Video

Video Drug-Resistant Malaria Spreads in Southeast Asia

On Thailand’s border with Myanmar, also known as Burma, a malaria research and treatment clinic is stepping up efforts to eliminate a drug-resistant form of the parasite - before it spreads abroad. Steve Sandford reports from Mae Sot, Thailand.
Video

Video Gaza Conflict, Hamas Popularity Challenge Abbas

The Palestinian unity government of Mahmoud Abbas has failed to convince Hamas to agree to Egyptian-negotiated terms with Israel on a Gaza cease-fire. VOA State Department Correspondent Scott Stearns reports on what the Gaza conflict means for President Abbas, with whom U.S. officials have worked for years on a two-state solution to the Israeli-Palestinian conflict.
Video

Video Nigeria's 'Nollywood' Movie Industry Rolls in High Gear

Twenty years after its birth in a video shop in Lagos, Nigeria's "Nollywood" is one of the most prolific film industries on earth. Despite low budgets and whirlwind production schedules, Nigerian films are wildly popular in Africa and industry professionals say they hope, in the future, their films will be as great in quality as they are in quantity. Heather Murdock has more for VOA from Lagos.
Video

Video UN Launches 'Biggest Aid Operation in 30 Years' in Iraq

The United Nations has launched what it describes as one of the biggest aid operations in 30 years in northern Iraq, as hundreds of thousands of refugees flee the extremist Sunni militant group calling itself the Islamic State. As Kurdish and Iraqi forces battle the Sunni insurgents, the fighting has forced more people to flee their homes. Kurdish authorities say the international community must act now to avert a humanitarian catastrophe. Henry Ridgwell reports for VOA from London.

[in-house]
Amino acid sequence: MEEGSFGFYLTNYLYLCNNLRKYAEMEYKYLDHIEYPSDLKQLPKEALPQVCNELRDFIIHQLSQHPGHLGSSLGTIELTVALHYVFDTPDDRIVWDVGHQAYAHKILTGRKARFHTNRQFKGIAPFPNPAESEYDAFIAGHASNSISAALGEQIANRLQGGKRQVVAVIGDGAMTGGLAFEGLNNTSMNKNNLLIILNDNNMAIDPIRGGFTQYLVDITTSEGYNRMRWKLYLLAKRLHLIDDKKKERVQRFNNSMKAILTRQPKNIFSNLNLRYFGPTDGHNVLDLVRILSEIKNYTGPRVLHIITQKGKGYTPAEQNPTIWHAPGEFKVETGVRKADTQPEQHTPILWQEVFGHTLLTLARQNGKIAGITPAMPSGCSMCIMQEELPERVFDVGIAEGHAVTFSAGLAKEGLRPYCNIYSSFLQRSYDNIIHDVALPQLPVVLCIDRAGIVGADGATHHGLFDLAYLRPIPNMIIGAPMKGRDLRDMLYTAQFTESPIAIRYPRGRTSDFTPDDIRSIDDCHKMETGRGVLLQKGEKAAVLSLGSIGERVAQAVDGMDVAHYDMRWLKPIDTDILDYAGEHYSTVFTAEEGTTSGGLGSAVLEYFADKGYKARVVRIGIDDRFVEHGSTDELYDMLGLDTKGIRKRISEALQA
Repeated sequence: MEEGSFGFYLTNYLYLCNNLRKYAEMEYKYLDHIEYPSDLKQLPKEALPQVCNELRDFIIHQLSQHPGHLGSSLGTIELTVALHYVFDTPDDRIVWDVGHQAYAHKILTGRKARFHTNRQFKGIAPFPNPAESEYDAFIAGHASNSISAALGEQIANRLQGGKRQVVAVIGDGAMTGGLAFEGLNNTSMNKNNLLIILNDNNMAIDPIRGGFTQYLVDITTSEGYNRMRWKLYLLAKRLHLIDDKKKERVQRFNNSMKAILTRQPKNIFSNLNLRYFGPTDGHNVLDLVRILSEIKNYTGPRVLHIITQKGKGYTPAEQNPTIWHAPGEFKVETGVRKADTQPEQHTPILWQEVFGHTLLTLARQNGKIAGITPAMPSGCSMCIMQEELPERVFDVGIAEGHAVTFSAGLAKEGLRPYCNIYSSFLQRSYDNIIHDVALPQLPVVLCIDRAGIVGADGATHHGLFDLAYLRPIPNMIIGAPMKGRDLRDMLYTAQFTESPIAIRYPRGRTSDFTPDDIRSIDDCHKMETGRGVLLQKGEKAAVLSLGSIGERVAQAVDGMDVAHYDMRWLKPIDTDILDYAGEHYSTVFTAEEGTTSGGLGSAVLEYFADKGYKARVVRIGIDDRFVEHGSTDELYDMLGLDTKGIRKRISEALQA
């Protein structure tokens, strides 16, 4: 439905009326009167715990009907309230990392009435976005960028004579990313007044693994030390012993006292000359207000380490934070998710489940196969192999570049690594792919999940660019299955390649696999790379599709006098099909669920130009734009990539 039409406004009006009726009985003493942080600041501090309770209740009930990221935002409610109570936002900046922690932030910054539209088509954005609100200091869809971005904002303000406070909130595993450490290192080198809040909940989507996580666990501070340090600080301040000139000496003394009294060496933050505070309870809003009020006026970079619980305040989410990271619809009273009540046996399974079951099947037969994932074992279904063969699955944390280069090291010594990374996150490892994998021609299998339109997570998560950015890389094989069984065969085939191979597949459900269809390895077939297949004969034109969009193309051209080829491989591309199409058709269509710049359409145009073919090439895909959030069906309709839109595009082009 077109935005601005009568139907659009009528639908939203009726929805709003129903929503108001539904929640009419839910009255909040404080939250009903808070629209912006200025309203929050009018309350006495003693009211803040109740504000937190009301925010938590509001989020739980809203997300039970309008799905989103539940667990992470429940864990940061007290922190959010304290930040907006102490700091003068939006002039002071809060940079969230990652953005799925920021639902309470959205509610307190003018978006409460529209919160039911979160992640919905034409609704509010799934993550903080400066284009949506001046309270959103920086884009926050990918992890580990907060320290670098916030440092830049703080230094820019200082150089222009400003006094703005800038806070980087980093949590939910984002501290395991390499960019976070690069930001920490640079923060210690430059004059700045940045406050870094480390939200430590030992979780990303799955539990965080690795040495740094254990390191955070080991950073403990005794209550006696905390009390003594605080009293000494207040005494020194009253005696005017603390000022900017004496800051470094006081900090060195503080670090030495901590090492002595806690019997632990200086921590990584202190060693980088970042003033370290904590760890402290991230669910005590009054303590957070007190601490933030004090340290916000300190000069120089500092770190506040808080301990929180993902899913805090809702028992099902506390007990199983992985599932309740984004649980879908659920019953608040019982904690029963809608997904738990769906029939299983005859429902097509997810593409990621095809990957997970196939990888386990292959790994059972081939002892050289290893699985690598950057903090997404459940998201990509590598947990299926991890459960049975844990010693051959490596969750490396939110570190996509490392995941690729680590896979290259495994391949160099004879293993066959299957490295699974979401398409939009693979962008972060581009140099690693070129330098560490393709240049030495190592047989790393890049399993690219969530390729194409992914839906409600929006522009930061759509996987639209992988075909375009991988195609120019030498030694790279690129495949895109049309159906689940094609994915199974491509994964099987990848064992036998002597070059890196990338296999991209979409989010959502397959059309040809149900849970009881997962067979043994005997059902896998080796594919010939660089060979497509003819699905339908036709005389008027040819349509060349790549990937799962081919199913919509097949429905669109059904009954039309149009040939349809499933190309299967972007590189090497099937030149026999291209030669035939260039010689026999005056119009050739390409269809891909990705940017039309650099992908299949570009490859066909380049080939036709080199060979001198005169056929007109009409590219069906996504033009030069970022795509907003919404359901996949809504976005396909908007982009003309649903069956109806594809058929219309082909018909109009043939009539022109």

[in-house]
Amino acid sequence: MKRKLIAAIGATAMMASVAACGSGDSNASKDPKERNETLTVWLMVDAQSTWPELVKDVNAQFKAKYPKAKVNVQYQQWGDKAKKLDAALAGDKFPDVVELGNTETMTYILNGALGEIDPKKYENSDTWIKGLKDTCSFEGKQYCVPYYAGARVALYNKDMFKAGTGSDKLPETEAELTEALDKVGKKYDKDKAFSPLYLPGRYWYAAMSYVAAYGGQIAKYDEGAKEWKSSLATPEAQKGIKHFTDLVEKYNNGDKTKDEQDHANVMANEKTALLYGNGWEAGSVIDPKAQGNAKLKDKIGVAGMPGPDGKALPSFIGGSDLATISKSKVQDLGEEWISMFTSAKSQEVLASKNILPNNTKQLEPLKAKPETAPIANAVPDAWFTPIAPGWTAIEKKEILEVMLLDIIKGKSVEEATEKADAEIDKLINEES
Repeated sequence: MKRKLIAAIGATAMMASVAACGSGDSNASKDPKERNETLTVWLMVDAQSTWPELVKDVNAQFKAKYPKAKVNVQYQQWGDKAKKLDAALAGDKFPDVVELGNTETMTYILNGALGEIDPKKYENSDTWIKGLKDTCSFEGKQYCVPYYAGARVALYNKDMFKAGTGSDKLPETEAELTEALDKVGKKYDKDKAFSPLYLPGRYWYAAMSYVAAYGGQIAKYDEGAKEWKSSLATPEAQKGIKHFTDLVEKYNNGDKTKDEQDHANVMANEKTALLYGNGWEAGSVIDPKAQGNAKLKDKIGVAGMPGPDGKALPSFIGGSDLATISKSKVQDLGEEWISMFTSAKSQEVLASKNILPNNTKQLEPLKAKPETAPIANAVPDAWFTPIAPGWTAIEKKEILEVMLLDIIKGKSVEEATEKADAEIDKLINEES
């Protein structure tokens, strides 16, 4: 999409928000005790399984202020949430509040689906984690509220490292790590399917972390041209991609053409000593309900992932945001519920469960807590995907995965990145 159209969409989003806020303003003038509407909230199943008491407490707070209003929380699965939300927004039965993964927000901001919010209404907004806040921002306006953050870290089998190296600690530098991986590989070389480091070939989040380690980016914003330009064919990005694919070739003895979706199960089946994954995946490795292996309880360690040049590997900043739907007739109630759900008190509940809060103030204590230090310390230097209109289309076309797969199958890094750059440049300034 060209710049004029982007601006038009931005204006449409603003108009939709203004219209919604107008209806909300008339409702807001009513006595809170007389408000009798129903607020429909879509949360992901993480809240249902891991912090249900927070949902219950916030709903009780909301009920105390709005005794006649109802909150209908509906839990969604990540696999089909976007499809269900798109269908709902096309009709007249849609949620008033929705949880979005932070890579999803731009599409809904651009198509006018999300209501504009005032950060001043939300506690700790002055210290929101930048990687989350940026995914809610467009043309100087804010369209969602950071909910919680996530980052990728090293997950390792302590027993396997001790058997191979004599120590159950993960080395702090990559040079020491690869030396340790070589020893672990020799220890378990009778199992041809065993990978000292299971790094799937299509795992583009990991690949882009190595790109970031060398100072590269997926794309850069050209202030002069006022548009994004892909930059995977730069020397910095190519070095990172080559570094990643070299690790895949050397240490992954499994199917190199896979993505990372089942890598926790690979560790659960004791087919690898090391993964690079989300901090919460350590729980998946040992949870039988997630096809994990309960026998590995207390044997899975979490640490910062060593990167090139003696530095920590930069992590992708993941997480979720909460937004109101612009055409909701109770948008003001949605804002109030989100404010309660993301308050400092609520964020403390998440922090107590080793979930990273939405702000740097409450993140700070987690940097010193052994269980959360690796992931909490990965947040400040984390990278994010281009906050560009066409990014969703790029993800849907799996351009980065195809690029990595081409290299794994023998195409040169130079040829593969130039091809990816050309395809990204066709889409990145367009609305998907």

Video

Video Cambodian American Hip Hop Artist Sings of Personal Struggles

A growing underground movement of Cambodian American hip hop artists is rapping about the struggles of living in urban America. Most, if not all of them, are refugees or children of refugees who came to the United States from Cambodia to escape the Khmer Rouge genocide of the 1970s. Through their music, the artists hope to give voice to immigrants who have been struggling quietly for years. Elizabeth Lee reports from Long Beach, California.
Video

Video African Media Tries to Educate Public About Ebola

While the Ebola epidemic continues to claim lives in West Africa, information technology specialists, together with radio and TV reporters, are battling misinformation and prejudice about the disease - using social media to educate the public about the deadly virus. VOA’s George Putic has more.

AppleAndroid